Skip to main content

C'est la Z

NYSED says you don’t need to know CS to teach CS

The title might come of as hyperbole but it's really true.

I'll explain.

A few years ago, NYSED created a certification area for computer science. At Hunter, we've been running our certificate program for the past three years and taking current teachers and qualifying them to earn this new certification. This past Fall, NYSED finalized it's grandfathering position and just the other day it opened up the portal to allow teachers to sign up. The grandfathering is called the SOCE - Statement of Continued Eligibility (to teach computer science). NYSED also started an individual evaluation option.

I think the individual evaluation part is great. There are always people who fall through the cracks. They are great teachers and really know their stuff but they walked a different path. I have a friend who taught CS for years but since he's older he got his degrees before CS was a thing. He also never worked for anyone else in tech even though he created impressive software systems for his own company. In spite of being super qualified, he'd never be approved by the state through normal channels without having to take and pay for a whole bunch of courses where he probably would know more than the instructors. Now, with individual evaluation, he would have a chance to be fairly judged.

On the other hand the SOCE really concerns me. Not just the SOCE but the fact that if you taught at least one CS class this past year (or maybe within the past few years) and you filled out the form, you don't need to do anything else to teach CS for the next 10 years. This is extremely concerning. What's equally concerning is that the state is doing nothing to encourage teachers to earn real certification which can be both time consuming and costly.

I've met a large number of NY teachers teaching CS. Mostly in NYC but also from across the state. I've also evaluated hundreds of applications to my certificate program. I've found that teachers fall into the following categories:

  1. Teachers who really know CS. This is the extreme minority.
  2. Teachers who have attended PDs or similar to learn to teach a specific course or learn rudimentary programming. Some of these teachers think they really know CS, some recognize that they're just following a script. Some want to learn more, some don't.

It's the second category that concerns me and that represents the majority of teachers currently teaching CS.

Let's look at the set of teachers who don't want to learn more and think that with their limited PD training that they're doing right by their students (voiceover: they're probably not). These teachers can continue doing what they're doing for the next ten years. That's a generation of kids. As long as CS is untested (which is probably a good thing) a teacher in this category can just dial it in while focusing on their 4 other classes which have a high stakes exam. Even if they're not dialing it in, are they really doing right by the kids? If I did short form PD to learn, let's say physics, would I really be a good physics teacher (voiceover: No).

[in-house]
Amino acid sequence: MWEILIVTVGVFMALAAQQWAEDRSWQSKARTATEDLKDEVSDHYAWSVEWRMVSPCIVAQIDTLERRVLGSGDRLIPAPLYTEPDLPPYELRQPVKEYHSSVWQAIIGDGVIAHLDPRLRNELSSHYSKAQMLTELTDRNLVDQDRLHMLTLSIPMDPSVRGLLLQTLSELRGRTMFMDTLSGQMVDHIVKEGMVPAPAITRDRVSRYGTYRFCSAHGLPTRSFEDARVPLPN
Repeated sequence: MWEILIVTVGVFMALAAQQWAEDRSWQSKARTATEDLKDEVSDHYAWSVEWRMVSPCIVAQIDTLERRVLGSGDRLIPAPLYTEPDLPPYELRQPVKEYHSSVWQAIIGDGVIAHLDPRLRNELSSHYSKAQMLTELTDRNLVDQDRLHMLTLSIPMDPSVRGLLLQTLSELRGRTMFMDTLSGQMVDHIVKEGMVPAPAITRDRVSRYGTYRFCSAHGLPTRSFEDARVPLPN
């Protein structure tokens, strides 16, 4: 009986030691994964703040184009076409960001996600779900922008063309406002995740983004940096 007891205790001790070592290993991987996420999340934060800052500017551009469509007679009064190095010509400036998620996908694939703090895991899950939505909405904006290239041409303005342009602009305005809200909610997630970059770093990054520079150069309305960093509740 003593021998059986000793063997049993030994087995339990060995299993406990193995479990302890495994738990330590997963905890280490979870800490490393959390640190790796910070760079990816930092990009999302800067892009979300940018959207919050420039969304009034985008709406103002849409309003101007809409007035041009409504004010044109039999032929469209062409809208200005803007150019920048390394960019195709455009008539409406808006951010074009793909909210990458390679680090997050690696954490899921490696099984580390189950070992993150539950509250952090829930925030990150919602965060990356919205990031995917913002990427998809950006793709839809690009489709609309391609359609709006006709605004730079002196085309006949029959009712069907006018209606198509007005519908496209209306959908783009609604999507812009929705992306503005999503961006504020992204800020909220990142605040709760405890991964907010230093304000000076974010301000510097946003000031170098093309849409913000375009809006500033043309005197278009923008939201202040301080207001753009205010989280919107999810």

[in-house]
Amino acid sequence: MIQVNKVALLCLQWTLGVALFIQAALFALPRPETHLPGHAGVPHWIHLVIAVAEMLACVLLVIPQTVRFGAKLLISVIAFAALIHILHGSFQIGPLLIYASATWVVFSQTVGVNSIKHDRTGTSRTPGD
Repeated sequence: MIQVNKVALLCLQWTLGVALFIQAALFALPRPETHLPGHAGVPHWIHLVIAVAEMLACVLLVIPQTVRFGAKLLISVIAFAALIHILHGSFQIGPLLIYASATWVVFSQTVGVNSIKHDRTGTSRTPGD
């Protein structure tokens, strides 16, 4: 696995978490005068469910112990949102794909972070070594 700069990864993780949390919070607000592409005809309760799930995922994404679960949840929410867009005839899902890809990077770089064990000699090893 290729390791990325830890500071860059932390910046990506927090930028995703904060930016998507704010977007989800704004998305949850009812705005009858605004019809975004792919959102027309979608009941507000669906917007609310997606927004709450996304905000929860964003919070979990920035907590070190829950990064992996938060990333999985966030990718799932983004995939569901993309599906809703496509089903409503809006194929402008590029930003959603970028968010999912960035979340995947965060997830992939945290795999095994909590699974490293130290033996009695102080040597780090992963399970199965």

The other category - teachers who do want to learn more and become strong CS teachers. I'm hoping this is the majority of teachers teaching CS but here the state is failing them and in turn failing their students.

Right now, Hunter's program is the only advanced certificate program running in the state. The state should be encouraging more institutions to create programs. The state should also be working on financial support and even release time for teachers who want to be re-certified in CS. It's a big ask to tell a teacher - it's great that you want to earn this new certification - now pay for a bunch of graduate credits and take those classes during your non-existent free time.

If the state cared about bringing good CS Education to our students they would have:

  1. Encouraged more institutions to create certification programs.
  2. Provide financial support for teachers and if possible, release time for teachers to take said programs.
  3. Reduce the grandfathering window from 10 years to something more like 5 years.

Instead, they, with a bold bravado said "we recognize the importance of CS so we're creating a new certification area" and then quietly said when nobody was looking "but nobody needs it for the next generation of kids."

I know some teachers will be offended by this post but I'm hoping teachers who do want to do it right didn't miss the part about them not getting the support. I'm with all of you, appreciate your efforts, and wish the state (and city) was doing it right, enabling you to be the best prepared teacher you can be for your kids.

On the other hand if I upset any teachers in that "we're doing fine even though we don't know stuff" category, well, I'm good with that.

I also know that some people will dismiss this saying that "that Z guy runs the only cert program going right now, he clearly has a vested interest in more people getting certified."

True, one of the big reasons I came to Hunter was to lobby the state to create a CS certification area and to build the programs. I'm proud of that work. I've also, however pushed for other programs to be created. I also worked hard to successfully acquire funding which has paid for the vast majority of the over 90 teachers that are in or have completed our program. Finally, as I'm leaving Hunter after this semester, so I really don't have any skin in this particular game any more.

So, that's my take. I get that teachers should file for the SOCE - no reason to individually "be the hero" and the state will basically ignore the issue for the next decade. After that, who knows but in the meantime, our kids deserve better.

comments powered by Disqus